Water at Mti Mmoja

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Status: In Progress  |  Genre: Memoir  |  House: Footsteps, yarns and little fibs
The challenges faced in sourcing water in a rural village

Submitted: July 08, 2016

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Submitted: July 08, 2016



Mti Mmoja is a Maasai village situated on the main Arusha-Dodoma road and the primary school is just off the main road at the end of a 200 metre track. Mti Mmoja Primary School was part of the environmental project we were running and also a participant in the Primary Schools Assistance Project.

Whenever we discussed tree planting in any of our project areas, one of the first concerns that was mentioned was water and the associated problems of tree survival and water availability.The only water source at Mti Mmoja was from the water holes created when the nearby main road was being built. These were holes that had been excavated to obtain hard fill in the roading process and it was a matter of luck rather than design that the holes actually held water after the rains.

These water holes also serve as livestock watering holes, cattle, goats and donkeys wade into the water to drink, of course defecating and urinating at the same time. The animals stir up the bottom of the waterhole as well, which makes the base a porridge of stinking liquid especially when the ponds begin to dry out! They are not so bad immediately after the rains, but as the drought sets in, the water becomes a toxic broth. It was also a breeding ground for malaria carrying mosquitoes!

The village people, including the school children have no choice but to use this water for all their domestic uses - yes drinking and cooking, as well as bathing and washing clothes! There is just no other water source other than carting in from some distance at a cost that is unaffordable for most of the village people.

It is not surprising therefore, that it is difficult to attract school teachers to the area (this is a problem throughout rural Tanzania) so teachers tended to be either born in the village, are very dedicated, or perhaps the other extreme! But the situation is a major constraint to the kids' overall education and health.

The Head Teacher at Mti Mmoja was a dedicated woman who had the welfare of her students at heart and plainly pointed out the water problems to us. We were promoting tree planting but a lack of water was a further constraint on tree survival.

It had become a habit of mine to always carry two twenty litre containers of water in my vehicle and each time I passed Mti Mmoja, or other areas for that matter, I would give the water to the teachers to make palatable chai (tea). This was always greatly appreciated and we built a bond of friendship there.

Behind the school were some concrete 'domes' and one day the Head Teacher took us there. They were actually huge underground water tanks! Apparently some forty years ago, Canadians were growing large areas wheat in the district.

This was before the Maasai had settled there and Julius Nyerere’s villagisation programme (Ujamaa). The Canadians had recognised the water shortage and had solved the problem for themselves by building the tanks (4 million litres each) with a large concrete pad as a catchment area to collect and channel rainwater into the tanks.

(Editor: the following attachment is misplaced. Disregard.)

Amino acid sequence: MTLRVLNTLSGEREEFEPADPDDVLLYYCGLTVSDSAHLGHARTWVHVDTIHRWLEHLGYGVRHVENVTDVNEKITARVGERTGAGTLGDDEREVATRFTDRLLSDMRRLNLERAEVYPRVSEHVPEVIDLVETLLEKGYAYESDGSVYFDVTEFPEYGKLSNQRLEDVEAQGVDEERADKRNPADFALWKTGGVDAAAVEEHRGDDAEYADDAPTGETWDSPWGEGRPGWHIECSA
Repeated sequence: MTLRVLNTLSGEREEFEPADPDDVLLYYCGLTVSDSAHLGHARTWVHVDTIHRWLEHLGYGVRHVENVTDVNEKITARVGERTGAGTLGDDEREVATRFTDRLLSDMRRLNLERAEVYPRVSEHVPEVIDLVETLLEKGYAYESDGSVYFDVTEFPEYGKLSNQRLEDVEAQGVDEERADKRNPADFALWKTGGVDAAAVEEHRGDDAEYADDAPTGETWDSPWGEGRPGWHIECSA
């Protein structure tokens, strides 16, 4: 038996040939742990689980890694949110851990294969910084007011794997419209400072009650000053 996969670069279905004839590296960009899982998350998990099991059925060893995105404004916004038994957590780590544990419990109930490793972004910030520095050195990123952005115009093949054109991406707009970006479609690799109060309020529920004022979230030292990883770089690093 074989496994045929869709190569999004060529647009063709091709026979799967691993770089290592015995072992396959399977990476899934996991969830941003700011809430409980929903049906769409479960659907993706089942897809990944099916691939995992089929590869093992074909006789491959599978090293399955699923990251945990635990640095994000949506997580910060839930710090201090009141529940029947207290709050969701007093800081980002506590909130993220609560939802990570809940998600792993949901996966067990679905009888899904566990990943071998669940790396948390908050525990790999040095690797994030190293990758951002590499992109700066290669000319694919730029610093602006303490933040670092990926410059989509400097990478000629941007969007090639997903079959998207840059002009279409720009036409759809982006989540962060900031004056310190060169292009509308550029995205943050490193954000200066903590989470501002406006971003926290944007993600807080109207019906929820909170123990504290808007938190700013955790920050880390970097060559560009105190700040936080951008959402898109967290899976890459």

Of course we were asked if we could help to refurbish the tanks, and after a thorough inspection, I agreed to write up a proposal to apply for funds. The tanks were in remarkably good condition and the village chairman had the hand pump stored away safely. The channelling was in good order, but the concrete catchment area was in poor condition because cattle had camped on it for many years and had broken it up. But to refurbish it would not be too costly. I obtained a good price for crushed concreting gravel from a nearby quarry. The area would need to be fenced to keep livestock out, which was an easy fix.

NZHC approved the proposal and we were ready to start operations when, as I drove down the Sanawari road, I was flagged down by a man driving a vehicle with a well-known international aid organisation's logo on the door. He asked me about Mti Mmoja water tanks and told me that his organisation were prepared to become involved.

At a later meeting this man told me that the organisation had the funds and the ability to carry out the whole project, but I knew that NZHC policy was not to be involved in joint projects.  I was busy enough in our own projects, so after informing the village authorities at Mti Mmoja, I advised NZHC that because of the circumstances, we no longer required the funds. I felt confident the people of Mti Mmoja would get their water.

Repairs on the catchment area began with the delivery of a load of crushed rock and four bags of cement - only four bags! Nothing else happened! I continued to visit there regularly, and one day the Head Teacher sadly told me that she thought someone within the organisation had 'eaten' the money for the refurbishment. [The eaten term is the colloquial way of indicating corruption or waste].

To my knowledge, and sadly, the tanks remain disused and the Mti Mmoja people continue to suffer from a polluted water source.

Perhaps one day, I will find some funds and return there to fix those tanks!


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